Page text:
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The Jeffersonian cyclopedia;

a comprehensive collection of the views of Thomas Jefferson classified and arranged in alphabetical order under nine thousand titles relating to government, politics, law, education, political economy, finance, science, art, literature, religious freedom, morals, etc.;

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8053. SPAIN, Spoliations and boundaries.—[continued].
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8053. SPAIN, Spoliations and boundaries.—[continued].

The depredations which
had been committed on the commerce of the
United States during a preceding war, by persons
under the authority of Spain * * * made it a duty to require from that government
indemnifications for our injured citizens. A
convention was accordingly entered into * * * by which it was agreed that spoliations committed
by Spanish subjects and carried into
ports of Spain should be paid for by that nation;
and that those committed by French subjects,
and carried into Spanish ports should remain
for further discussion. Before this convention
was returned to Spain with our ratification,
the transfer of Louisiana by France to
the United States took place, an event as unexpected
as disagreeable to Spain. From that
moment she seemed to change her conduct and
dispositions towards us. It was first manifested
by her protest against the right of France
to alienate Louisiana to us, which however
was soon retracted, and the right confirmed.
Then, high offence was manifested at the act of
Congress establishing a collection district on
the Mobile, although by an authentic declaration
immediately made, it was expressly confined
to our acknowledged limits. And she
now refused to ratify the convention signed by
her own minister under the eye of his sovereign,
unless we would relinquish all consent
to alterations of its terms which would have
affected our claims against her for the spoliations
by French subjects carried into Spanish
ports. To obtain justice, as well as to restore
friendship, I thought a special mission advisable,
and accordingly appointed James Monroe,
Minister Extraordinary and Plenipotentiary,
to repair to Madrid, and in conjunction with
our Minister Resident there, to endeavor to
procure a ratification of the former convention,
and to come to an understanding with Spain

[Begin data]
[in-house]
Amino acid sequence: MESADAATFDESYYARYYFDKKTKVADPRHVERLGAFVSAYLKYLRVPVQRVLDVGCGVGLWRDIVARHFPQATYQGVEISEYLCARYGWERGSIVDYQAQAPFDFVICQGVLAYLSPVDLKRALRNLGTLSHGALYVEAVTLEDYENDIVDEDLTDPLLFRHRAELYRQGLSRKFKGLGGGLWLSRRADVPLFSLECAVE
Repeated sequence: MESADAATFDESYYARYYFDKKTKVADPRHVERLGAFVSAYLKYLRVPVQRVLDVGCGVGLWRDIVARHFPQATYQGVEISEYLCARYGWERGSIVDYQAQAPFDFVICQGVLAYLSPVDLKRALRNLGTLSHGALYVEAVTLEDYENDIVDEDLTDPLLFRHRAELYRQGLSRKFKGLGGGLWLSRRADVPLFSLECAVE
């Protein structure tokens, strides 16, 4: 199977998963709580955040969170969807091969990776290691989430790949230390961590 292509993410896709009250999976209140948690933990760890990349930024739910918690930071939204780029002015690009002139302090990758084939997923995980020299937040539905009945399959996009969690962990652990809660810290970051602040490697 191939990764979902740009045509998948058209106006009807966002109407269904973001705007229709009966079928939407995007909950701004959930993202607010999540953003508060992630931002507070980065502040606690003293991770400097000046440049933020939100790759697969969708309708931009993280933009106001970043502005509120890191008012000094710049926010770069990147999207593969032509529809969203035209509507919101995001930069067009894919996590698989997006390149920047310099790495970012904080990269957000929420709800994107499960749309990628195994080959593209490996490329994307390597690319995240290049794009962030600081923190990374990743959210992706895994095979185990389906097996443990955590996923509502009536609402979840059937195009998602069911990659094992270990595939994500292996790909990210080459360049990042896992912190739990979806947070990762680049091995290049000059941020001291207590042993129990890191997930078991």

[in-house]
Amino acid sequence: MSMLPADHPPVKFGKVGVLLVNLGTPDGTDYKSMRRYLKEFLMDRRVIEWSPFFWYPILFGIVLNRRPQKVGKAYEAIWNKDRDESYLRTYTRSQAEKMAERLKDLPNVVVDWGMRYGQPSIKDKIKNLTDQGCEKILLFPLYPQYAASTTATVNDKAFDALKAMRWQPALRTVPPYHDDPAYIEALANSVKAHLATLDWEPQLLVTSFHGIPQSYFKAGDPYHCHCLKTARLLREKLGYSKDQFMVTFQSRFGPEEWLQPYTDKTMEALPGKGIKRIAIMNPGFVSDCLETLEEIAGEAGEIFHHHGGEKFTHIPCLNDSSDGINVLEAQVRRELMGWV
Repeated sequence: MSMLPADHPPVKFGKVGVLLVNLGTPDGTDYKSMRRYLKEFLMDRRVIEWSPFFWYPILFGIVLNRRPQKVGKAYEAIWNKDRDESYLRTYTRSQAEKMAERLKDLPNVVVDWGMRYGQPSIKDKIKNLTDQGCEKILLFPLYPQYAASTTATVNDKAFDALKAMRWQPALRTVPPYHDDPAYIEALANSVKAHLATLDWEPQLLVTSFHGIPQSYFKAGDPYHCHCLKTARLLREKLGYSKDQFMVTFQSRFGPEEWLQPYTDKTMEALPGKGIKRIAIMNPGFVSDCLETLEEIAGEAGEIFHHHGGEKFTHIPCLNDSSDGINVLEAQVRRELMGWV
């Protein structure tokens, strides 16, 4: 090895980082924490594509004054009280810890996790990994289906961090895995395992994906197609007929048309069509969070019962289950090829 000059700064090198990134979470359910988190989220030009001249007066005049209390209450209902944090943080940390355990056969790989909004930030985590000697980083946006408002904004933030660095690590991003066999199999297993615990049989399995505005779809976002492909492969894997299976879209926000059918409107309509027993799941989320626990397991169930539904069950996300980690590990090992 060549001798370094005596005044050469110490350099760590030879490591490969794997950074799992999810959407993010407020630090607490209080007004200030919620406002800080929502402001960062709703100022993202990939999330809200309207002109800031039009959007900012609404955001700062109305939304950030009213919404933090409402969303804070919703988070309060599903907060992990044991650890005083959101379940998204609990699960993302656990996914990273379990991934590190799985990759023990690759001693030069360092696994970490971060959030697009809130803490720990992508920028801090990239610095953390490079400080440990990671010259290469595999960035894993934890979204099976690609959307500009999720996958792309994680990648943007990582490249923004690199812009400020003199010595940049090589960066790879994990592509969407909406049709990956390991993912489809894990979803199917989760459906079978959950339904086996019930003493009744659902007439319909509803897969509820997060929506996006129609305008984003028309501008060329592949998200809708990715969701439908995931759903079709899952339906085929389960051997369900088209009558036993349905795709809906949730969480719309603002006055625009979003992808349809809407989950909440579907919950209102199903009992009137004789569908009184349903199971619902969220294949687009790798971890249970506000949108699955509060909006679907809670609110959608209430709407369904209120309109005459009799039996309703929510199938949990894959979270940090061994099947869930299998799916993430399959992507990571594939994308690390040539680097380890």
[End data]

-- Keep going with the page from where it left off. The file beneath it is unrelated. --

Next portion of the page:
as to the boundaries of Louisiana. It appeared
at once that her policy was to reserve herself
for events, and in the meantime to keep our
differences in an undetermined state. This
will be evident from the papers now communicated
to you. After nearly five months of fruitless
endeavor to bring them to some definite
and satisfactory result our ministers ended the
conferences without having been able to obtain
indemnity for spoliations of any description,
or any satisfaction as to the boundaries of
Louisiana, other than a declaration that we
had no rights eastward of the Iberville, and
that our line to the west was one which would
have left us but a string of land on that bank
of the river Mississippi. Our injured citizens
were thus left without any prospect of retribution
from the wrongdoer; and as to the boundary
each party was to take its own course.
That which they have chosen to pursue will
appear from the documents now communicated.
They authorize the inference that it is their
intention to advance on our possessions until
they shall be repressed by an opposing force.
Considering that Congress alone is constitutionally
invested with the power of changing
our condition from peace to war, I have thought
it my duty to await their authority for using
force in any degree which could be avoided.
I have barely instructed the officers stationed
in the neighborhood of the aggressions to protect
our citizens from violence, to patrol within


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the borders actually delivered to us, and not
to go out of them but when necessary to repel
an inroad, or to rescue a citizen or his property.—
Confidential Message. Ford ed., viii, 397.
(Dec. 6, 1805)